The [growing] local  canoe club takes on multiple groups of beginners, gives them a basic training included in their membership fee, gives them use of club boats for a year or so. They are then on various pathways within the sport with guidance and training over multiple years. Yes they still lose probably 50% of them after year one, but those that do stay go on to volunteer and coach people themselves. There are no 'duties'...

Originally posted by Loyboy

I believe a club would benefit from limiting the classes accepted. 
The decline of sailing is down to the dilution of class racing ...


There's a lot in this - many in this forum are just as guilty of being 'bucket-listers' changing classes and chasing the next big thing for the 'perfect' boat:

Vareo, RS100, Aero, Zero, H2...

Alto (I jest...)





 
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423zero View Drop Down
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Post Options Post Options   Quote 423zero Quote  Post ReplyReply Direct Link To This Post Posted: 21 Nov 19 at 7:55pm
Not many clubs in the country could tell there handicap fleet they had to get rid of non compliant boats.
Robert
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Post Options Post Options   Quote ian.r.mcdonald Quote  Post ReplyReply Direct Link To This Post Posted: 21 Nov 19 at 8:27pm
Originally posted by 423zero

Not many clubs in the country could tell there handicap fleet they had to get rid of non compliant boats.


No club should do that, but someone seeing an engaged group sailing the same boat and enjoying their racing even within the handicap fleet may well decide to join in.
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Post Options Post Options   Quote Rupert Quote  Post ReplyReply Direct Link To This Post Posted: 21 Nov 19 at 9:33pm
We run pure handicap racing, but split out results for Lasers on a Wednesday evening and some Sundays. We are discussing whether we can encourage other gatherings of classes by offering the same, especially if we have club boats to use.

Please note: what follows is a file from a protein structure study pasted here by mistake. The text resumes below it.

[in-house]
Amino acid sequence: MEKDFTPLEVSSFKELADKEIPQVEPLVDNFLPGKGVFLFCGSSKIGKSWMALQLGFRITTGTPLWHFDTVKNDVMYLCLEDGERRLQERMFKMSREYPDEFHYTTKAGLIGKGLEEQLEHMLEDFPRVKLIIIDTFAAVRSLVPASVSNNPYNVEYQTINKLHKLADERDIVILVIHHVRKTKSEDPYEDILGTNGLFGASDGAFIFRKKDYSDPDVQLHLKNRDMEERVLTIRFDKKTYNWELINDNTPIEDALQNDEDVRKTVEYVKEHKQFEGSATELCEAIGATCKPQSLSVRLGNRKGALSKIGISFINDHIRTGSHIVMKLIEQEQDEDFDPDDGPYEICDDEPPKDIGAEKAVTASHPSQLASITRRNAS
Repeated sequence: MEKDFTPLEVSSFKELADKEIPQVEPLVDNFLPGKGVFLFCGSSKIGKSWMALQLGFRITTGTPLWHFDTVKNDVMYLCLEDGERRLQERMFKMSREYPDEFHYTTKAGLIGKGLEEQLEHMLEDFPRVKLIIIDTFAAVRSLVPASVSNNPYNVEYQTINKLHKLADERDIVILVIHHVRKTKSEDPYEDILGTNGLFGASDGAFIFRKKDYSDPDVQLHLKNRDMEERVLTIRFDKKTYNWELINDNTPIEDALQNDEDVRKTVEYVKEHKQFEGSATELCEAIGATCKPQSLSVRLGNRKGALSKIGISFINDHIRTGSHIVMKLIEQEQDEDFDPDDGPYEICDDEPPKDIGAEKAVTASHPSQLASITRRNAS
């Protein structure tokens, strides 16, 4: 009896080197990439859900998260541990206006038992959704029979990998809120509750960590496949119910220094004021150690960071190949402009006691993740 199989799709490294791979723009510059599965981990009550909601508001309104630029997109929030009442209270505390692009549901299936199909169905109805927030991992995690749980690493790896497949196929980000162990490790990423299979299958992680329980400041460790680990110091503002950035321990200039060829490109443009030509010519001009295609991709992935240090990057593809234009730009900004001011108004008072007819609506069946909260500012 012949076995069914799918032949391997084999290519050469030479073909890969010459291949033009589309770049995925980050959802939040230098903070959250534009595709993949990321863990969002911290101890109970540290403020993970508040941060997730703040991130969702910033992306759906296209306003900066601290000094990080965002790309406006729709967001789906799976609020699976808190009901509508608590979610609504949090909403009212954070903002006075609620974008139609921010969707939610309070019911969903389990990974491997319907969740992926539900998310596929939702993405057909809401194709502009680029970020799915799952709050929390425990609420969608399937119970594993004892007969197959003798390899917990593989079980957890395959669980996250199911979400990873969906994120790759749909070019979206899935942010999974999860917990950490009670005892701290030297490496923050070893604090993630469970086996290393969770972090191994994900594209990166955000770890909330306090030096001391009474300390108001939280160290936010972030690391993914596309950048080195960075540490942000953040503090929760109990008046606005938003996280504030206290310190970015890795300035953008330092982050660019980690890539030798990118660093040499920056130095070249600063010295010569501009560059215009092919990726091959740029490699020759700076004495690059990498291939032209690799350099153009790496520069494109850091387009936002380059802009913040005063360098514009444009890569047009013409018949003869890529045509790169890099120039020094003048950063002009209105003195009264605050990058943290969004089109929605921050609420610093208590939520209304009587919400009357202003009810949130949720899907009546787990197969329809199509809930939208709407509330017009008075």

On a Wednesday, the Lasers are far more interested in their race than the main one. And yet, I still can't find it in myself to buy (or even hire) a Laser.
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Post Options Post Options   Quote CT249 Quote  Post ReplyReply Direct Link To This Post Posted: 21 Nov 19 at 11:22pm
The point about mentoring is very important, IMHO. And it doesn't have to be official - I've moved around a bit over the last few years and the clubs that are doing well have an unofficial and general mentoring mentality. The club that was doing badly had lots of professional courses, no mentors in any way (even when I repeatedly asked for the role) and is losing numbers significantly.

My little current club had pretty much doubled its numbers recently (although a record breaking drought is causing us trouble at the moment) and the newbies mentioned how friendly everyone is. It's really not hard to wander over and give a hand, and to ensure that the new sailors are not left miles behind by running some short personal handicap pursuit races etc.  Even just walking over and making sure that they become involved in the post race chat is significant, but bizarrely in many clubs new sailors are left alone and people wonder why they vanish.

My other sport is cycling, and around there such clubs need volunteers for traffic control (which means gaining a certification), running races, first aid, grading, etc. The only reason it may seem easier to organise is because the clubs are bigger, as far as I can see.
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Post Options Post Options   Quote tink Quote  Post ReplyReply Direct Link To This Post Posted: 22 Nov 19 at 7:02am
Not quite mentoring but in the sub set of support, social media (WhatsApp groups) are a great tool, same, class of boat, newly qualified etc. Simple note ‘forecast good, I’m heading up who’s joining me.’ Can help get people motivated.